And believe me, poor people hear of these things. Servants do talk and so on.
Reminds me of the "let them eat cake!" attitude, and of Nero fiddling away while Rome burned.
I am not a religious person, but I would not want to face my maker at the end of my life and explain why I trashed pounds of beef when thousands starve ... but hey, that's just me, I guess. I'm just saying.
Not that I am ungrateful for the invitation either, these people are very kind, but these things just sort of bother me. I have a bit of that Puritan waste not, want not instilled in me. On the other hand, perhaps it was some sort of miscommunication. I really hope so. I also felt conflicted because I thought it was ungrateful to feel upset, but like I said, that's me.
Hey, I'm a Jew in a gung-ho Catholic country, who wouldn't get a little neurotic?
There is more to feel guilty about. Though, okay, I ought to feel guilty, perhaps, but I don't really. I care about endangered oceanic species, I just cannot keep all of them tabbed in my mind.
I went to the market and bumped, in the butcher's & fishmonger's area, into a stall that sold turtle eggs and shark fins. I was tempted to buy shark fins--though in the back of my mind there was a faraway voice telling me that something was supposed to be wrong about shark fins--and in the end, didn't purchase any because I have no idea how to go about cooking it.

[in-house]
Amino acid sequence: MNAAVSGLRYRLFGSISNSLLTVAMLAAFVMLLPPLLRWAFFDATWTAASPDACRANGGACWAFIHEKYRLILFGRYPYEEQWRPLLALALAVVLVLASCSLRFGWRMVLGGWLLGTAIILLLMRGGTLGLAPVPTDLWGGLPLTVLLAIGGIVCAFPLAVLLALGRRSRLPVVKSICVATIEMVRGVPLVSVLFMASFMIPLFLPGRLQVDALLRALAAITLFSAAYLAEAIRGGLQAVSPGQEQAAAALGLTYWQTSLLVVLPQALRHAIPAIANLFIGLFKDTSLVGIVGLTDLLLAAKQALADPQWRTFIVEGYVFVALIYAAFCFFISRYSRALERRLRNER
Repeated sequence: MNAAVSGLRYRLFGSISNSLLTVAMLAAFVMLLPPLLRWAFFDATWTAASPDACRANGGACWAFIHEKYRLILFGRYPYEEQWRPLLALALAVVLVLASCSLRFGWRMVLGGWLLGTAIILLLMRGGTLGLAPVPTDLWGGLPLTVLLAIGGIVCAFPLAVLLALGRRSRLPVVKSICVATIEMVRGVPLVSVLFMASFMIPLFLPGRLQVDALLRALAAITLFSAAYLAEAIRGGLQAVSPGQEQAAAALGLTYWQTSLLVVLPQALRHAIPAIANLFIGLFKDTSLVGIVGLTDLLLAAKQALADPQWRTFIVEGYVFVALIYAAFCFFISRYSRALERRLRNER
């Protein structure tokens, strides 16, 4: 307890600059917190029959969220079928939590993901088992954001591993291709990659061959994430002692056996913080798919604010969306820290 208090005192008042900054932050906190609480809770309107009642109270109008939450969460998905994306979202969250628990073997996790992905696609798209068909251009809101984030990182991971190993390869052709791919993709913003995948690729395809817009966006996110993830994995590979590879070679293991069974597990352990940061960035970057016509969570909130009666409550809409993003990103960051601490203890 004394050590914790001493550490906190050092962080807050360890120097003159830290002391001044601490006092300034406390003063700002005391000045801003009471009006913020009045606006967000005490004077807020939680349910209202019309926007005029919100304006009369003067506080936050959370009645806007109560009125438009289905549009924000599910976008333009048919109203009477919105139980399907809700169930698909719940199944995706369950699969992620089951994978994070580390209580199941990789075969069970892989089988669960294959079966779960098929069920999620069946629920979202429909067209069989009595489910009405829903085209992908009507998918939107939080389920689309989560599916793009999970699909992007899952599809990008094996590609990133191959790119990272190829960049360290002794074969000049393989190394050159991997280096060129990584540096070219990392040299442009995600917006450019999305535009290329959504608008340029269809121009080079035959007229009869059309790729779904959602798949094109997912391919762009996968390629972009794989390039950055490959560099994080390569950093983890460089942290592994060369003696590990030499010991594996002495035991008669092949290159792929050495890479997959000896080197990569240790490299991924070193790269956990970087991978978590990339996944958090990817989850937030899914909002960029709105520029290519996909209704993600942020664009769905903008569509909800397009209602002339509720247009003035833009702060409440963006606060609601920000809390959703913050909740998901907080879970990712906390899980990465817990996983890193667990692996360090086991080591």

I found out later that overfishing of sharks is seriously bad for the overall oceanic environment. It is not that it is illegal here, though perhaps it should be. Then again, many things are illegal, but the violation of the laws is generally ignored. Who knows, then, all that is and isn't legal?
Okay, so eating endangered species is wrong. I am not against hunting per se, though I have problems fathoming the mindframe of anybody who thrills to killing other living beings for the sheer enjoyment of it. I do understand that sometimes an overpopulation of a species is bad. But hunting for sport is seldom really about controlling overpopulation.
On the other hand, I am sure that is what other living species think of humans! We just get lucky that we cannot be systematically hunted by other species but our own. And that is bad enough. I, for one, never have faulted the sharks that attack humans on our Florida coasts. They do what they are programmed to do and we are, after all, invading their turf.
Nevertheless, I believe that a more judicious husbanding of the earth's resources is necessary, that it won't happen, and that we shall end up living in a hell of our own making. But I have been feeling dystopic lately, what can I say.
Still, I like to shop for fresh fish because being from the south (of the USA), I am keen on fish fries. It has to be fresh, though. I love the whole cornmeal-coated deep-fried thing.